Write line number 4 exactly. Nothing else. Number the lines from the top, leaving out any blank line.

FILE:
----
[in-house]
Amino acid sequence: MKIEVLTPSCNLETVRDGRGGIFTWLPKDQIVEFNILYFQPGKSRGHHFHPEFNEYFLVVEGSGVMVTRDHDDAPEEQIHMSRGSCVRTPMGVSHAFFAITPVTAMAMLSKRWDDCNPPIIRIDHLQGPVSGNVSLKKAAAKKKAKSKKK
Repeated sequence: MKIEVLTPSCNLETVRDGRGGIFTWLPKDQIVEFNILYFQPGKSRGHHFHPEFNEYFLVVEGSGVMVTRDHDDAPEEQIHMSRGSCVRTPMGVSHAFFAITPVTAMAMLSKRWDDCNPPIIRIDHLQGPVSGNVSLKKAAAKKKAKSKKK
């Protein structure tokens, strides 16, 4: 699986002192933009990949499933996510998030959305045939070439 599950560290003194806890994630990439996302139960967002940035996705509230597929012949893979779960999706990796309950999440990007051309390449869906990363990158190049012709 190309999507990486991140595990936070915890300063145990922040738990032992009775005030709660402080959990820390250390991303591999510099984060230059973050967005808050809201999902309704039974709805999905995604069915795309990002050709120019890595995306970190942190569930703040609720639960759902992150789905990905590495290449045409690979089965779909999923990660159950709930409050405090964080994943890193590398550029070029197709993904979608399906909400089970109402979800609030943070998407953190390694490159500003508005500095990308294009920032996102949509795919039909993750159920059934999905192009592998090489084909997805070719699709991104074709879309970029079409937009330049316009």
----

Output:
């Protein structure tokens, strides 16, 4: 699986002192933009990949499933996510998030959305045939070439 599950560290003194806890994630990439996302139960967002940035996705509230597929012949893979779960999706990796309950999440990007051309390449869906990363990158190049012709 190309999507990486991140595990936070915890300063145990922040738990032992009775005030709660402080959990820390250390991303591999510099984060230059973050967005808050809201999902309704039974709805999905995604069915795309990002050709120019890595995306970190942190569930703040609720639960759902992150789905990905590495290449045409690979089965779909999923990660159950709930409050405090964080994943890193590398550029070029197709993904979608399906909400089970109402979800609030943070998407953190390694490159500003508005500095990308294009920032996102949509795919039909993750159920059934999905192009592998090489084909997805070719699709991104074709879309970029079409937009330049316009």